A Traditional Dhamma Talk On Finding True Happiness


How do we know if pari-nibbana exists? Like the speaker in this traditional dhamma talk video says, we have to have some faith or confidence that the effort of practicing the Buddha’s advice will be worth it in the long run. Do Buddhist doctrines have a beneficial impact when I internalise the message and strive to live up to it? That’s the real issue as far as I’m concerned.

 

 

A TRADITIONAL DHAMMA TALK ON FINDING TRUE HAPPINESS

I think this traditional Dhamma talk [1], given on 06th August 2017 in London, is a very good one.

I’m no linguist or etymologist but I especially liked [00:00:18] with the emphasis on stopping the rebirth cycle through Buddham saranam gacchāmi; Dhammam saranam gacchāmi; Sangham saranam gacchāmi  (i.e. “to the [Buddha, Dhamma, Sangha] for refuge [from samsara] I go”) and the deeper meaning of “saranam“. For sure, “going for refuge” traditionally meant so much more than merely going to a meditation teacher for some stress reduction therapy, as so often seems to me to be the case nowadays.

The traditional Buddhist classification of merits [00:09:15], with dhamma given by monastics and the laity’s offerings of food, robes, etc. to monastics scoring most highly in the merit-through-giving stakes, is an interesting one. The cynic in me can’t help seeing this classification as a bit convenient and self-serving for the Buddhist establishment. However, from his reading of ancient Buddhist stupas, Buddhologist Gregory Shopen [2] claims that architectural inscriptions predating the earliest known Buddhist texts by around 150 years indicate that Buddhist monks and served as sponsors and donors as well as the recipients of gifts, and the commonly made distinction between “popular” dhamma (religion) and “true” dhamma (philosophy) may not therefore be a true reflection of historical reality.

The idea of the profound meaning of true dhamma disappearing over time [00:23:43] is also an interesting one. I no longer believe that any one Buddhist tradition ever had the one true Buddhadhamma, and given the existential facts of anicca, dukkha, anatta I don’t see how it’s possible for any transformative religious doctrine to be forever preserved intact.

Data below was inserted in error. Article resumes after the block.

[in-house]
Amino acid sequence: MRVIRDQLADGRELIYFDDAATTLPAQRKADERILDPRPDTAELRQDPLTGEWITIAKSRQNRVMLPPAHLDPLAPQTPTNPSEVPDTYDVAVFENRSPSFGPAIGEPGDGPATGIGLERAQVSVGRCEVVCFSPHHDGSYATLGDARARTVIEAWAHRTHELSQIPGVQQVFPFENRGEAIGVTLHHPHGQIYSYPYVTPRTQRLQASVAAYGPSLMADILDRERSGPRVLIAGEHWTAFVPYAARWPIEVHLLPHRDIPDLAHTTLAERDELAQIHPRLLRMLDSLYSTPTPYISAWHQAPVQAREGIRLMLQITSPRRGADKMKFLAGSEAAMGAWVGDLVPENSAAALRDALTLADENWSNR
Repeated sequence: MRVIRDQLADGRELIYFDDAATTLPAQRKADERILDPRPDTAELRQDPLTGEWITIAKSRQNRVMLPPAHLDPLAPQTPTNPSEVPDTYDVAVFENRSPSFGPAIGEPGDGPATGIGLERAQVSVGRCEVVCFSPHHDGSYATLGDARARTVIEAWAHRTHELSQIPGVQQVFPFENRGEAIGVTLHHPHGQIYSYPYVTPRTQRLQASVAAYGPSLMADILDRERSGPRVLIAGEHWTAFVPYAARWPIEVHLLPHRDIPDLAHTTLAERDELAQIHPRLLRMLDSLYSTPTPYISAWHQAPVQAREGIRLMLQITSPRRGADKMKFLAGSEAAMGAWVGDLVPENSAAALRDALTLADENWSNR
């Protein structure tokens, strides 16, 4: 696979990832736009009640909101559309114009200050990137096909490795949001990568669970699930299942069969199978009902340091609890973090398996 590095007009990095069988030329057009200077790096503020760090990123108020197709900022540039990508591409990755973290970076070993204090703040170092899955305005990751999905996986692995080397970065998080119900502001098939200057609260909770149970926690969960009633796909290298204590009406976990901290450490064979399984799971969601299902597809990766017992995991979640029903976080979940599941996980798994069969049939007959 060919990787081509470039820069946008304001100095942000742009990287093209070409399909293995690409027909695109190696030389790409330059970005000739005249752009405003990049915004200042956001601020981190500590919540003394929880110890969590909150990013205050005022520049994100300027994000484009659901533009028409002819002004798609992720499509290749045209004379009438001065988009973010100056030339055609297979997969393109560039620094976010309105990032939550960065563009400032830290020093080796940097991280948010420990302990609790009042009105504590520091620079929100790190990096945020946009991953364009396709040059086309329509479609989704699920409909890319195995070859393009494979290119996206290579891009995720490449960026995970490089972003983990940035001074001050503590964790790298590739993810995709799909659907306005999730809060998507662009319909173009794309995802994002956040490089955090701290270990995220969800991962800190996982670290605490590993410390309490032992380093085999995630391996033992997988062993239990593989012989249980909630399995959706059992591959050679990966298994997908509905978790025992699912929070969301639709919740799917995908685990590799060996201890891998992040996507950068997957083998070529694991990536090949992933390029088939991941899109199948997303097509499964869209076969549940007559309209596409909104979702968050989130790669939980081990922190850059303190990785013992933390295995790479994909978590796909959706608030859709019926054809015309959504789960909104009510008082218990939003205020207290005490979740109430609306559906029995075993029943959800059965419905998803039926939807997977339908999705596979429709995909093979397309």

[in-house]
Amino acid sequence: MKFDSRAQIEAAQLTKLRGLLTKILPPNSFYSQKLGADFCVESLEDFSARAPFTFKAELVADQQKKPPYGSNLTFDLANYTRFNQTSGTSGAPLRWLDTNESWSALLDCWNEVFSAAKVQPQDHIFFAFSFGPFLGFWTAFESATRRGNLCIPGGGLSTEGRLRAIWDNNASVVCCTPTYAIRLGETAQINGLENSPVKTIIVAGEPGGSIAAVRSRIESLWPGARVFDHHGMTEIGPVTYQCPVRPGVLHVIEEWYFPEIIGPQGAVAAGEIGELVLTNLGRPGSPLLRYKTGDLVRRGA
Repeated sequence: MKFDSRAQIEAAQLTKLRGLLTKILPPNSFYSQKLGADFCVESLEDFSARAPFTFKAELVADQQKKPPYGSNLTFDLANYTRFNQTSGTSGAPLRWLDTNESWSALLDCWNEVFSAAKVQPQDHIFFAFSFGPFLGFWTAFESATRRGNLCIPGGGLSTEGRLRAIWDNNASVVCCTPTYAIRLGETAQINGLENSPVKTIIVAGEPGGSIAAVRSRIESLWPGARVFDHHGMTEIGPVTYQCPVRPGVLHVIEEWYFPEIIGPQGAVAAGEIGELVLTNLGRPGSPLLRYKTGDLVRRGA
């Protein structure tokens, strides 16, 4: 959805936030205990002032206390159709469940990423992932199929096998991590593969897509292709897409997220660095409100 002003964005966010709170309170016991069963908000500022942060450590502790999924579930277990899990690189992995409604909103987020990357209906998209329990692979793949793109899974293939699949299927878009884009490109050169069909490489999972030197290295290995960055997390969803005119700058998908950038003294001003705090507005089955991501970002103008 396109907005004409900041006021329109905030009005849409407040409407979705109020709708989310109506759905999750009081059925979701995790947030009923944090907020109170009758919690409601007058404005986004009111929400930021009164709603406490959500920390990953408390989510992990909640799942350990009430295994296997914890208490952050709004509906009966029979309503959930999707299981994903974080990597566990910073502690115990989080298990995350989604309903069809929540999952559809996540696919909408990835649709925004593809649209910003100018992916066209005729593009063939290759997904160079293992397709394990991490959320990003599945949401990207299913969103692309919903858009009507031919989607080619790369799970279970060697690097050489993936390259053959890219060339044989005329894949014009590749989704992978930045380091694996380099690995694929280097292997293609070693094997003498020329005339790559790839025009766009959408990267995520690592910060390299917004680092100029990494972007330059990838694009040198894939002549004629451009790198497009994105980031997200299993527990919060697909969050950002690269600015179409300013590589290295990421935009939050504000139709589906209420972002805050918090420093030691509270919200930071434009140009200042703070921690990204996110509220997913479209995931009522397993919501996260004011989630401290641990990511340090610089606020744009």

How do we know if pari-nibbana exists? Like the speaker says, we have to have some faith or confidence that the effort of practicing the Buddha’s advice will be worth it in the long run. Do Buddhist doctrines have a beneficial impact when I internalise the message and strive to live up to it? That’s the real issue as far as I’m concerned.

Notes

[1] Talk topics and playback times:

00:00:18 — The Three Jewels – The meaning of taking refuge in the Buddha, Dhamma, Sangha.
00:01:46 — The Deeper meaning of Saranam.
00:05:63 — Problem with Celestial worlds- heavenly beings.
00:08:38 — Sabbadanam dhammadanam jinati – The gift of the Dhamma excels all gifts. 00:09:15 — Classification of merits.
00:12:53 — Cultivating Anicca Sanna excells all merits.
00:13:00 — Panna and Karuna Sasana.
00:16:00 — Finding true happiness.
00:18:47 — Meaning of Sangam Saranam.
00:23:43 — With time meaning of true dhamma starts to disappear.
00:26:00 — Importance of Reflecting the dhamma – biggest veneration you can do.
00:37:30 — Question – How do we know if para-nibbana exists.
00:38:00 — Faith- based on seeing the Dhamma.
00:40:08 — Nibbana- cooling down.
00:47:00 — You become Sotapana when you are listing to the Dhamma.
00:49:00 — How do you know if you are a Sotapana.
00:52:00 — Seeing Dhamma from day to day activities.

[2] Bones, Stones, and Buddhist Monks: Collected Papers on the Archaeology, Epigraphy, and Texts of Monastic Buddhism in India, by Gregory Shopen, University of Hawaii Press, 1997. (pp. 31-32)

[3] H/T Ravindra Madanayake (Sangha, Yahoo Groups)

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